As for the pro shop merchandise, the vast majority of it comes from the U.S. as Mexico simply doesn't have manufacturing companies geared for the golf industry. A duty is paid on all imported American goods, and the tariffs vary with the type of product ordered. If the Mexicans deem that a product can be ordered from inside the country, the buyer must pay a higher tariff. For example, if Ray orders golf pencils from the U.S., the Mexican government determines the same product can be ordered internally and affixes a 100% tariff on the pencils.

Ray orders most of his stuff from a sales rep in Southern California. He says you won't find any golf clubs or bags because the duty is simply too high and no one would buy them here.

As an example of how the prices for golf gear skyrockets in Cabo, take the case of a logo shirt. When a shirt (Cutter & Buck, Ashworth, etc.) is ordered from the rep, it must go through customs where it's retagged to show it went through customs. A duty (upwards of 35% of the shirt's wholesale cost) is imposed, and the order is loaded onto an 18-wheeler and trucked to Cabo. By the time it gets to Palmilla (a process that can take 3 months and result in out-style-clothes) all those extra steps - combined with the duty - result in a $68 shirt in the U.S. going for $88 here.

Ray & Peggy

During our stay in Cabo we made fast friends with Ray and his wife Peggy. Ray's work in golf management has literally taken him around the world. With his previous employers, Marriott (12 years), Hyatt (three years) and now Troon Golf (four years), Ray's previous stops as either the head pro, director of golf or general manager include Rancho Las Palmas (Palm Springs), Boca Raton Resort & Golf Club (Florida), Tierra del Sol Country Club (Aruba), Whittaker Woods (New Buffalo, Mich.), Morgan Run Resort (San Diego), Woodlakes Country Club (San Antonio), Maderas Golf Club (San Diego), Cabo del Sol Golf Club and now Palmilla in Mexico.

Peggy also has an extensive background in golf, having worked at Wilson Sporting Goods before arriving at Titleist. Peggy, a native of Indiana, is one of the pioneers of the golf industry when she became one of the first women to break into this male-dominated business in the 1980s.

The two met after Ray was deemed to be a "problem account" by Titleist when he was at Rancho Las Palmas. They sent Peggy in to smooth things over, and she took Ray and his staff to dinner. Shortly after, they fell in love and began a six-month transcontinental commute before getting married in 1993.

Among the couple's more interesting stops was Aruba. Since Tierra del Sol was the only golf course in the country, it was big news whenever something happened at the club. One day Ray and Peggy's picture would be on the front page of the newspaper with a dignitary and everything would be just peachy. However, if an employee was fired and made his disgruntlement public, Ray's picture would be on the same paper's front page the very next day and the editors would be asking for the American's head.

Also in Aruba, gas was a rare commodity and electricity was consistent, whereas in Mexico the opposite is true. It's rare to find electric golf carts in Mexico because of the spotty service. When Ray had a cargo of new electric carts shipped into Aruba, it became big local news.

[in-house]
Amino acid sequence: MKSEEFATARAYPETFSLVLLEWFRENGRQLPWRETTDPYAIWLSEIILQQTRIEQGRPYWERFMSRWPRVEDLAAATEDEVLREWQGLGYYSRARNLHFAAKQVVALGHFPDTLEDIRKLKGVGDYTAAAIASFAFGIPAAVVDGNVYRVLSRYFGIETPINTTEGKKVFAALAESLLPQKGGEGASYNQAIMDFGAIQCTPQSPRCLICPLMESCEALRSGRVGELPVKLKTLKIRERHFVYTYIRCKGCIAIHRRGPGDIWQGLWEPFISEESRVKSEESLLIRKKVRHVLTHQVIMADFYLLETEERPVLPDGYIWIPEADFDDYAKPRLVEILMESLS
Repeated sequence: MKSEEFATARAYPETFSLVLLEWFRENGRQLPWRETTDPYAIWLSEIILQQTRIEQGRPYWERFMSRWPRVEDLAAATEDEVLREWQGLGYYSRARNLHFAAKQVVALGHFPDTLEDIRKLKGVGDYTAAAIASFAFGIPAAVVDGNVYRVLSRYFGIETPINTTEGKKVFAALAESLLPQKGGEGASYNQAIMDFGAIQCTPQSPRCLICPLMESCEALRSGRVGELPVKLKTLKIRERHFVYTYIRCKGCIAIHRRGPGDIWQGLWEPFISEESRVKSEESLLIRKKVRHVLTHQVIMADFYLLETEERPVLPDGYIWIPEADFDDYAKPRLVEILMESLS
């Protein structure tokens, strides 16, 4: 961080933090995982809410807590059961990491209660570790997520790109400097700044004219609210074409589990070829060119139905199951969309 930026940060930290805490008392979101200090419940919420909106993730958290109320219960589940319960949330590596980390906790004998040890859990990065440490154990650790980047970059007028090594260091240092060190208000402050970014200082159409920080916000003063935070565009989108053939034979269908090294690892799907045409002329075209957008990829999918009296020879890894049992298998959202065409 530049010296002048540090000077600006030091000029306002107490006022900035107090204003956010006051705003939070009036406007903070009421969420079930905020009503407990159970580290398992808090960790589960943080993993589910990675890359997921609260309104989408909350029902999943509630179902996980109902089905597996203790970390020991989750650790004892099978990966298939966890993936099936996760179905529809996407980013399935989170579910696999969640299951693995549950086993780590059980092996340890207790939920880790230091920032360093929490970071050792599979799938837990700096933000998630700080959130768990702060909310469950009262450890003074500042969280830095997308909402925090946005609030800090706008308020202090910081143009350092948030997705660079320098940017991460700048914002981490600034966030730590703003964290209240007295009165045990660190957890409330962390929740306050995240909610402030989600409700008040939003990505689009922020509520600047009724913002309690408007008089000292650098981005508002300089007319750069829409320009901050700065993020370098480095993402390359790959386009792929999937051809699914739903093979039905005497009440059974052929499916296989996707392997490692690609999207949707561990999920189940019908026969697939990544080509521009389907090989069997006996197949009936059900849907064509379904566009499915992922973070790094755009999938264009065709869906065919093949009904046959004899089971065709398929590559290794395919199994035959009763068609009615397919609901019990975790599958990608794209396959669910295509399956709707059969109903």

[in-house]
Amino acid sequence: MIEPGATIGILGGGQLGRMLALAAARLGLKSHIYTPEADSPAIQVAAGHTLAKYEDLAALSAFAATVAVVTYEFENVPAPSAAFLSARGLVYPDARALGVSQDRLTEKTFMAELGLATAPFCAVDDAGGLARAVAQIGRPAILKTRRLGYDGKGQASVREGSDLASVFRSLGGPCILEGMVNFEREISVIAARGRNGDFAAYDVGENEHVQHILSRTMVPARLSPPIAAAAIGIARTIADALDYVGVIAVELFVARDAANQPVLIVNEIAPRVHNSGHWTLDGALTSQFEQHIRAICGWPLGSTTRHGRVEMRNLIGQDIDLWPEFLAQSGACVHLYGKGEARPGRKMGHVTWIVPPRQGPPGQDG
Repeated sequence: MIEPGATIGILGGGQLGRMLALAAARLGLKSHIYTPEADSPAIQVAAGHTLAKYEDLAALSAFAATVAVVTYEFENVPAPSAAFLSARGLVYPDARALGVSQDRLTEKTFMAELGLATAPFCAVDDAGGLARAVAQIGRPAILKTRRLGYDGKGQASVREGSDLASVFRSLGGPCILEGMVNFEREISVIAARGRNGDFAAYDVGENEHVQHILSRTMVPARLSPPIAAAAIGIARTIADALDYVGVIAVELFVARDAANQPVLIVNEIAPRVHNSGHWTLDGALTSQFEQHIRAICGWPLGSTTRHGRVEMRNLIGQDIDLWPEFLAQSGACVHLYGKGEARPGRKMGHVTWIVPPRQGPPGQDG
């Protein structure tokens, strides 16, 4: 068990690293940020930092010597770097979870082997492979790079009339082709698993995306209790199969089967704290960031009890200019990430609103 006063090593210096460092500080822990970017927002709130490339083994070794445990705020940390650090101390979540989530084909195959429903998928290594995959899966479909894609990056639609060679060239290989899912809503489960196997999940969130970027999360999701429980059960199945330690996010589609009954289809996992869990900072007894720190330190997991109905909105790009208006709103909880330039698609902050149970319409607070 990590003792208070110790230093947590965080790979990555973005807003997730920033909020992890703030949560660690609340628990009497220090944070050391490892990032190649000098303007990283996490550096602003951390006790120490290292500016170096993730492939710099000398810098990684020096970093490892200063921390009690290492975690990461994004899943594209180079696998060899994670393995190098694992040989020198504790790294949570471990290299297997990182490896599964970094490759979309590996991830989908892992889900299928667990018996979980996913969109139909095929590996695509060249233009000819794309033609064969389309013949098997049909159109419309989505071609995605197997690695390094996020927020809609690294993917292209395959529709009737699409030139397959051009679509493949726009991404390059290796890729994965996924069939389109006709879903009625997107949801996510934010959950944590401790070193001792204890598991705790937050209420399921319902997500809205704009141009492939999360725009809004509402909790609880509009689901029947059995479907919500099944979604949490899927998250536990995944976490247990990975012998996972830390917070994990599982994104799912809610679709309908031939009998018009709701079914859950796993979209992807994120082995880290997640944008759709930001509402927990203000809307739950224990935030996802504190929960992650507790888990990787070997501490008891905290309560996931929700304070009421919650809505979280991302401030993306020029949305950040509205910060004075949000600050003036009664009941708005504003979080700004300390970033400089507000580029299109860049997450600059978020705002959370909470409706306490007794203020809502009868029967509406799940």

The natives had never seen such a soundless vehicle and couldn't figure how the things worked. When the first cart was unloaded, the locals were in awe and the word spread quickly. Engineers working in the clubhouse came out and opened the engine compartment to see what caused the cart to go.

As for Cabo, Ray says the area has bounced back from 9/11 better than other tourist destinations, such as Cancun, Puerto Vallarta and Europe. He says it's because if something that tragic happened again, Americans feel they wouldn't have to rely on airplanes and could get home easier.

Oh Yeah, the Courses

As noted earlier, Palmilla has three different nines, the original Mountain and Arroyo and the newer Ocean. The first two are generally straightforward, with perhaps the Mountain offering more intrigue due to its ascending and descending holes and more shot options. Both contain a bunch of forced carries off the tees, with the routes broken up by escapable transition areas or down and dirty barrancas where it's unsafe for humans in search of golf balls.

Ocean, on the other hand, is an altogether different beast. And a beast it is, with lengthy par-4s, wild topography, and mind-boggling vistas that confuse golfers in their distance-to computations. Ocean was hurt by a late November storm that unceremoniously (and uncharacteristically for this time of year) dumped over 2 inches of rain on Cabo. The nine holes were temporarily closed due to some washouts, but the course was soon up and again beguiling players the first week of December.

Arroyo's first three holes made a liar out of me. In my previous Cabo del Sol dispatch, I said the bulk of Jack Nicklaus-designed holes favor the power fader. Wrong. Arroyo's introductory triad is all dogleg-lefts, with the inside of the turns outlined by waste bunkers that sit about three feet below the velvet fairways. Oh well. Give me a bogey - along with all the others I've racked up down here - on that one.

Speaking of Confounding . . .

All of the golf turf - fairways, greens and tees - in Cabo is bermuda. The grass grows 24 hours a day, causing all sorts of headaches for golfers unfamiliar with the stuff. Because of the turf's constant growth, a single green will contain grain that goes in all different directions, causing all sorts of doubt and putting woes.

Ray Metz says there's an imaginary line that defines which type of turf can be used in the Western Hemisphere. Cabo is located at a latitude of approximately 22 degrees and not far from the equator. Other strains - such as bentgrass - cannot survive Cabo's hot summers, which hover at around 95 degrees 24 hours a day.

My advise to golfers visiting Cabo for the first time? Don't worry about the grain. Simply line up shots as you would at home, and stroke putts based on their running up- or downhill. Don't get too down on yourself after misreading the grain, and realize that a steady diet of two-putts is acceptable here.

Besides, how can anyone get angry in paradise?

Next up is a brief look at the former Cabo Country Club, which now has the fancy moniker of the Raven Golf Club at Cabo San Lucas.